The opening of the new school year calls us to reflect: What present and future are we preparing our students for? What challenges and opportunities will they face in their lifetimes? How will they use all they learn here to act--to lead--in facing challenge and opportunity alike? Indeed, how will they turn challenge into opportunity?
Thinking back over the summer, the 50th anniversary of the Apollo 11 moon landing captured my family's imagination. It was an unexpected pleasure; a number of interesting commemorative programs coincided with the chance summer offers to take a breath, read more, and widen our perspective.
One of the highlights for me was a Boston public television program on President Kennedy's 1962 speech at Rice University.
Three elements of President Kennedy's approach stood out to me as particularly emblematic of his leadership. First, he acknowledged that the United States was not leading in manned space flight. "To be sure, we are behind, and will be behind for some time in manned flight," said President Kennedy in his speech. "But we do not intend to stay behind, and in this decade, we shall make up and move ahead." To be clear about where the U.S. stood in its efforts and then to set an ambitious--even audacious--goal revealed a faith in acknowledging the truth and calling us to set a goal together. It was not uncontroversial; it was not apolitical--but it was bold, and called the nation to a lofty collective goal.
Second, President Kennedy sought to frame this effort as an international one, and believed that we had the power to shape space exploration as a peaceful effort. He even extended a hand to the Premier of the Soviet Union, Nikita Khrushchev, to work together as two nations in achieving the moon landing. A bit more from the Rice University speech: "...the eyes of the world now look into space, to the moon and to the planets beyond, and we have vowed that we shall not see it governed by a hostile flag of conquest, but by a banner of freedom and peace. We set sail on this new sea because there is new knowledge to be gained, and new rights to be won, and they must be won and used for the progress of all people...only if the United States occupies a position of pre-eminence can we help decide whether this new ocean will be a sea of peace or a new terrifying theater of war."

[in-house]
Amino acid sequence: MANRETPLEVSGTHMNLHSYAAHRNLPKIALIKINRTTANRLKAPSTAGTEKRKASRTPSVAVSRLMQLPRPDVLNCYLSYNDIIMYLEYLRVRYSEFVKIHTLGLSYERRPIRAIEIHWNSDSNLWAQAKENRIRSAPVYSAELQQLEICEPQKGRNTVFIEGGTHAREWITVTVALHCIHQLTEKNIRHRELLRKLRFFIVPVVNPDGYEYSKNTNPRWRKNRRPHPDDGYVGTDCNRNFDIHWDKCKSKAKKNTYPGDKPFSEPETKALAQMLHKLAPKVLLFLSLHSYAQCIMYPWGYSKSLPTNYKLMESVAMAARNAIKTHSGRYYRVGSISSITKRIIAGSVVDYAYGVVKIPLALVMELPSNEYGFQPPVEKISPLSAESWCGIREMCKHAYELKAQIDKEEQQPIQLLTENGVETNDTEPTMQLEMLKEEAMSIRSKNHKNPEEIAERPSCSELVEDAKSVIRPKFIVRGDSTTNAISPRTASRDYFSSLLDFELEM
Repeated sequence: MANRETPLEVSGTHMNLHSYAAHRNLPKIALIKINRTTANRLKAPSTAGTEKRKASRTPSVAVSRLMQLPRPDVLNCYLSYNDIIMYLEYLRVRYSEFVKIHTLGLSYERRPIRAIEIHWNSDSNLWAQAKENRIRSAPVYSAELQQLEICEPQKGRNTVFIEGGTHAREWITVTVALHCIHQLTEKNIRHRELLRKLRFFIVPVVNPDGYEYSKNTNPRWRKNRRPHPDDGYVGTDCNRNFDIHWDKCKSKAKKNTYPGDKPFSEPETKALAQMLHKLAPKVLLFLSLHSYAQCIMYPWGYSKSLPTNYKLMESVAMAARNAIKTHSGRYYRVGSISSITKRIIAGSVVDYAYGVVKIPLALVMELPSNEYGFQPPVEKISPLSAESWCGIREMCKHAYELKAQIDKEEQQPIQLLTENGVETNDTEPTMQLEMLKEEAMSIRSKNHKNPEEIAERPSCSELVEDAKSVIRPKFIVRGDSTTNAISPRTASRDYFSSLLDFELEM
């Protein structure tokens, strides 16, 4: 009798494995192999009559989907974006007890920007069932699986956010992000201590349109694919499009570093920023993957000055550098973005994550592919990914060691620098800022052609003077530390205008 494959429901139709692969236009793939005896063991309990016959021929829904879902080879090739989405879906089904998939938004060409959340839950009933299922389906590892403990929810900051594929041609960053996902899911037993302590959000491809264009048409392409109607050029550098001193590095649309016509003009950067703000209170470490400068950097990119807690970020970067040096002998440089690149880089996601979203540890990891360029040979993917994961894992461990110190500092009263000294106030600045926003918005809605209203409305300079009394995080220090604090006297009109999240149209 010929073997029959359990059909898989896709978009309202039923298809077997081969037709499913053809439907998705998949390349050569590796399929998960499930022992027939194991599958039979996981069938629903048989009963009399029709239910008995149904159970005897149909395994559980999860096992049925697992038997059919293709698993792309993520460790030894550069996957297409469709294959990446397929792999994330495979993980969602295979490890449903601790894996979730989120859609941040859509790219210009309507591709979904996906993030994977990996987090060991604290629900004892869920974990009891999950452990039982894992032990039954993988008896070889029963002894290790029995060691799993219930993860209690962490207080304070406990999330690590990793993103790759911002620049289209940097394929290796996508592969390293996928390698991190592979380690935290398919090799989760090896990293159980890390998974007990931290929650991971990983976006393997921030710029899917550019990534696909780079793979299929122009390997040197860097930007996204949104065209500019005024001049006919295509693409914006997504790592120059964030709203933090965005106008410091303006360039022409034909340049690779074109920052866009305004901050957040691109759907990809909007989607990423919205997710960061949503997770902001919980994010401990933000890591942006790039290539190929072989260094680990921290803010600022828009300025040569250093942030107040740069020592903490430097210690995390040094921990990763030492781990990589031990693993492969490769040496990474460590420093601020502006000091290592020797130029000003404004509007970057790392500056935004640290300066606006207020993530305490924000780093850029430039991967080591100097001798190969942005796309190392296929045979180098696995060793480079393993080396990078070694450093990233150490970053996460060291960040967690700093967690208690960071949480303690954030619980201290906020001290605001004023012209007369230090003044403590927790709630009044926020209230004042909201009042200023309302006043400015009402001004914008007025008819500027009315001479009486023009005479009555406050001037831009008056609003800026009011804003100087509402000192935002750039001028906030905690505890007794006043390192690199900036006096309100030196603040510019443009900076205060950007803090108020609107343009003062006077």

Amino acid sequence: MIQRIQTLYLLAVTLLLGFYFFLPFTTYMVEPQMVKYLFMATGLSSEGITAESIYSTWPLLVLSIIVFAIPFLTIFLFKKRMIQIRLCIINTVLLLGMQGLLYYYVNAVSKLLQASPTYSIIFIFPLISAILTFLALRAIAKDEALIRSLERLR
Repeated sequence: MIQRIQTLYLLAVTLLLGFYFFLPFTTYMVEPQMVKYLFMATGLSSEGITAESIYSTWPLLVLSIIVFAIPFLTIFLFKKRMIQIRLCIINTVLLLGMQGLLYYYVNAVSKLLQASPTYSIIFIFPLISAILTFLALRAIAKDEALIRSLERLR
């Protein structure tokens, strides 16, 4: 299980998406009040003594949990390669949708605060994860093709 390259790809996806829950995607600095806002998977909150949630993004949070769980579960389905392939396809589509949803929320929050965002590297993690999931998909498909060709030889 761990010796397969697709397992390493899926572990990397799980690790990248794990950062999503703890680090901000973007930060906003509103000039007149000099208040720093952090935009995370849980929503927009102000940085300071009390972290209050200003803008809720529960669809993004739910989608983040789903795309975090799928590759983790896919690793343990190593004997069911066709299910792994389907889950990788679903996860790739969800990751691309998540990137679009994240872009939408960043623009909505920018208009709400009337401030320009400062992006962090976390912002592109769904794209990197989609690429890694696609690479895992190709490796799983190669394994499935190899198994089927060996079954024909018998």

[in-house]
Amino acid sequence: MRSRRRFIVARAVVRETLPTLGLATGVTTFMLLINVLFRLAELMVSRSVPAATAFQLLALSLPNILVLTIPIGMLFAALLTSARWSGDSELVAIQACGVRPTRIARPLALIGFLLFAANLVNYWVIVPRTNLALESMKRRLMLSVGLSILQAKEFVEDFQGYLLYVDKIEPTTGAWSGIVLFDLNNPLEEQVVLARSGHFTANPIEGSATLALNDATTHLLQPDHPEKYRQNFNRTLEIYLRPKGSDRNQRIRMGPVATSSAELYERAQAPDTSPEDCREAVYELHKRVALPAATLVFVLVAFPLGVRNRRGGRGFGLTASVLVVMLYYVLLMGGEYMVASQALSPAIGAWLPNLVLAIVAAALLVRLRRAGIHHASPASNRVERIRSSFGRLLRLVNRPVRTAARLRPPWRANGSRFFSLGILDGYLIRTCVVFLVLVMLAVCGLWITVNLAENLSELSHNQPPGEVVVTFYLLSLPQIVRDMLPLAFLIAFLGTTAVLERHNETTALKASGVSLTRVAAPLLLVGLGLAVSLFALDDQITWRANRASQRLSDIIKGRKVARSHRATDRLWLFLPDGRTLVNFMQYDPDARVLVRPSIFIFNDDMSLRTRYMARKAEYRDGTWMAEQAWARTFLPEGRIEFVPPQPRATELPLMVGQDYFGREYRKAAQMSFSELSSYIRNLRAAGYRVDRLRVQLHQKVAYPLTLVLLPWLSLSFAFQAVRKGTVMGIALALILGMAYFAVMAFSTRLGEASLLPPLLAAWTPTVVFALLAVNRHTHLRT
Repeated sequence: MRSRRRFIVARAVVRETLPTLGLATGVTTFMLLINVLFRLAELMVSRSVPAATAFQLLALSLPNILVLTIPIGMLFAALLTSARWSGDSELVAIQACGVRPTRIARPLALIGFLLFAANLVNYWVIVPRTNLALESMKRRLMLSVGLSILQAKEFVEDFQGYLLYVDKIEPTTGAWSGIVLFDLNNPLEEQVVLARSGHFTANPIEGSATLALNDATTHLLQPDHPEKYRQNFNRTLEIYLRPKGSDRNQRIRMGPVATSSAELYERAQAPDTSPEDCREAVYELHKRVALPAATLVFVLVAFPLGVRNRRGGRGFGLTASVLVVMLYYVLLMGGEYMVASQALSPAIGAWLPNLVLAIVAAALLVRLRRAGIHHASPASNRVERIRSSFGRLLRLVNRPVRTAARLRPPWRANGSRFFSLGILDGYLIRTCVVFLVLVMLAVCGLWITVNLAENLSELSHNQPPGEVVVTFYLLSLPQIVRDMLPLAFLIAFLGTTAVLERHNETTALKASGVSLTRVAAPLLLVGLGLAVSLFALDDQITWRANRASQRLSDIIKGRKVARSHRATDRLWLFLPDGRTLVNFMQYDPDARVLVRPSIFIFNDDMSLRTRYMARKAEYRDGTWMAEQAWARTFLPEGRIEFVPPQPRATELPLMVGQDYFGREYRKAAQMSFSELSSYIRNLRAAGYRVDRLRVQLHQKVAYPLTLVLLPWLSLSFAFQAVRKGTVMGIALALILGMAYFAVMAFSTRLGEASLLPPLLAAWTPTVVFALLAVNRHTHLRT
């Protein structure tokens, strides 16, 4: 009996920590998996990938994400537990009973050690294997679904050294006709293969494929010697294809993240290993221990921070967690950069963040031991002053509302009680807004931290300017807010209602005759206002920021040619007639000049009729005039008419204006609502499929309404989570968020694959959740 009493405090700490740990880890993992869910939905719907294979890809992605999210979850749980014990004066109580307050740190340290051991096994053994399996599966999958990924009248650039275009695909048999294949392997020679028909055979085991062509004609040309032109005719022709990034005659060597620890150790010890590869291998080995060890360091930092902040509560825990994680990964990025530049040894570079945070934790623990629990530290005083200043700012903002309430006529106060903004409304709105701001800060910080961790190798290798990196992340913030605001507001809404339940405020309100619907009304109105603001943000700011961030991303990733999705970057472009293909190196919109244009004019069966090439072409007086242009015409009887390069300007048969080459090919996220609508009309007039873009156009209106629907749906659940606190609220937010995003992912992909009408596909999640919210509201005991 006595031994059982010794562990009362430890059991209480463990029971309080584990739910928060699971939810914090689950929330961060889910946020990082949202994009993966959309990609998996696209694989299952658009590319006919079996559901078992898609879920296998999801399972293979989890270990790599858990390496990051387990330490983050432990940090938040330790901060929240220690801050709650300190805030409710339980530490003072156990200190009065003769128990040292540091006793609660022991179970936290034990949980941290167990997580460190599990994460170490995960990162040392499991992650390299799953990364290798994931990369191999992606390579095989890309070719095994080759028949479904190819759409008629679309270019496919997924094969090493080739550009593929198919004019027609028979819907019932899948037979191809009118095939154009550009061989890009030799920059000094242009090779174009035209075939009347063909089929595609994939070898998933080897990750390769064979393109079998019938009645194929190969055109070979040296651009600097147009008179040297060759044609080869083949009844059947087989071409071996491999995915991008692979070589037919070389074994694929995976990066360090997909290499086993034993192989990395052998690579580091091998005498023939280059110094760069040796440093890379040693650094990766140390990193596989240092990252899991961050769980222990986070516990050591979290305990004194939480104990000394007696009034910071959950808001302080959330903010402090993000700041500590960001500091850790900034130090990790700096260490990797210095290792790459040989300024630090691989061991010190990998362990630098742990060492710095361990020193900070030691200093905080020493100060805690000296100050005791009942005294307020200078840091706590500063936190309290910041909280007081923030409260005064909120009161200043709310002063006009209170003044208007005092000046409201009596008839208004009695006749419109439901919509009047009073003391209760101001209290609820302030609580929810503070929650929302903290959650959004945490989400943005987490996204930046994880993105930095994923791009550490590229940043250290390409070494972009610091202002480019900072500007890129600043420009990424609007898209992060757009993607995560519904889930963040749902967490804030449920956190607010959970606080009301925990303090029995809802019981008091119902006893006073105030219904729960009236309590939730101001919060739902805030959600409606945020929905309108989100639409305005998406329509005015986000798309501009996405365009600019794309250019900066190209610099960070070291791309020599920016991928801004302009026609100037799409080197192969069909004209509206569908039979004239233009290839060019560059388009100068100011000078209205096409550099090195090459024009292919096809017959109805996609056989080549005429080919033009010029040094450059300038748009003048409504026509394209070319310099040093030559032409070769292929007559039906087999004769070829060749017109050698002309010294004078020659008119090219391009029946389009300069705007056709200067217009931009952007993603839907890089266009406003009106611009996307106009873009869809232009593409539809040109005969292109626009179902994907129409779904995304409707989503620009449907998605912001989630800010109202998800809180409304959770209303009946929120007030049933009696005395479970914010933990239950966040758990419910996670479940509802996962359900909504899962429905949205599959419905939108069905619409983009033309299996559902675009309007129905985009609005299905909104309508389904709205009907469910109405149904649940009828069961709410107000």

Finally, he called the nation to a goal that he knew would challenge us. "We choose to go to the moon. We choose to go to the moon in this decade and do the other things, not because they are easy, but because they are hard, because that goal will serve to organize and measure the best of our energies and skills, because that challenge is one that we are willing to accept, one we are unwilling to postpone, and one which we intend to win, and the others, too."
What an inspiring call to action. We might acknowledge the rhetorical devices that President Kennedy utilized and still be inspired by the call, and the achievement that the Apollo 11 effort represents.
It's impossible to listen to the Rice University speech, to consider the efforts made to achieve the audacious goal of landing humans on the moon, without considering what we are called to face today.
For me, the challenge that comes to mind most readily is closer to home: global climate change. Through our use of natural resources, we have taken over the climate of the world, and the ecosystem and humanitarian impacts are immense and innumerable. The scientific community is remarkably united: Together as a global human population we must rapidly slow and then reverse the stream of greenhouse gases into the atmosphere, find a way to use fresh water sustainably, and create resilient systems for protecting people and our ecosystems around the globe.
Here at Mark Day School, we help students build the skills and understanding that they will need to face this challenge. Our interdisciplinary approach to eco-literacy is one way, and I encourage you to look at the goals of that program to understand where we are aiming with our students. I am writing from the school's first LEED Platinum and Net Zero Energy certified building, the Learning Commons and Creativity Lab. Our solar array generates enough electricity to power the entire campus on many days, and even to feed back into the electrical grid. Our students study the soil, learn to be organic gardeners, participate in the no-waste lunch program, and more. Just as important, they learn the math and science skills to understand complex systems. They learn to use their voices, to create compelling messages across many different media in our award-winning Media & Information Literacy program. They learn how the U.S. government functions so that they are prepared to be active and influential citizens. They learn to form strong partnerships across the world, to use their SEL skills to connect with others. During our opening meetings, our faculty heard from a prominent climate scientist from the University of Hawaii, Dr. Charles Fletcher, and will continue to develop our program. Those are just a few of the ways that we as a school are making progress in this area, and more to come.
There is no way to achieve this on one's own--we must unite if we hope to achieve this greater goal. We are called today to choose to address and to solve the challenge of climate change together. To paraphrase President Kennedy, we are called to accept this challenge, to make it one we are unwilling to postpone, and to make it one we intend to win.